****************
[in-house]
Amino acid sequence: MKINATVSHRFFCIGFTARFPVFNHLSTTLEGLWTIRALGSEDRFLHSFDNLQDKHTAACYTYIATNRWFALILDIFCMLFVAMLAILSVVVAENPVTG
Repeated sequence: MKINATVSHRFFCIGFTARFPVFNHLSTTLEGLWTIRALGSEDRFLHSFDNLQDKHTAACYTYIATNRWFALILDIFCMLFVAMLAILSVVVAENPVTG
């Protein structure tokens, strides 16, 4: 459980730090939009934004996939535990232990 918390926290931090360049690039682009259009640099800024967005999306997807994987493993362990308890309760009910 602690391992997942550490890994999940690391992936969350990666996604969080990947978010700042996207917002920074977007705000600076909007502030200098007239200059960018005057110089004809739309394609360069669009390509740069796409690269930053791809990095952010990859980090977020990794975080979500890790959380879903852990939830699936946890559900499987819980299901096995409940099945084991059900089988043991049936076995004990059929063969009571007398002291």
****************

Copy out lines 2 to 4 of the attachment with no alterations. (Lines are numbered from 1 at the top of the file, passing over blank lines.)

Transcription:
Amino acid sequence: MKINATVSHRFFCIGFTARFPVFNHLSTTLEGLWTIRALGSEDRFLHSFDNLQDKHTAACYTYIATNRWFALILDIFCMLFVAMLAILSVVVAENPVTG
Repeated sequence: MKINATVSHRFFCIGFTARFPVFNHLSTTLEGLWTIRALGSEDRFLHSFDNLQDKHTAACYTYIATNRWFALILDIFCMLFVAMLAILSVVVAENPVTG
């Protein structure tokens, strides 16, 4: 459980730090939009934004996939535990232990 918390926290931090360049690039682009259009640099800024967005999306997807994987493993362990308890309760009910 602690391992997942550490890994999940690391992936969350990666996604969080990947978010700042996207917002920074977007705000600076909007502030200098007239200059960018005057110089004809739309394609360069669009390509740069796409690269930053791809990095952010990859980090977020990794975080979500890790959380879903852990939830699936946890559900499987819980299901096995409940099945084991059900089988043991049936076995004990059929063969009571007398002291």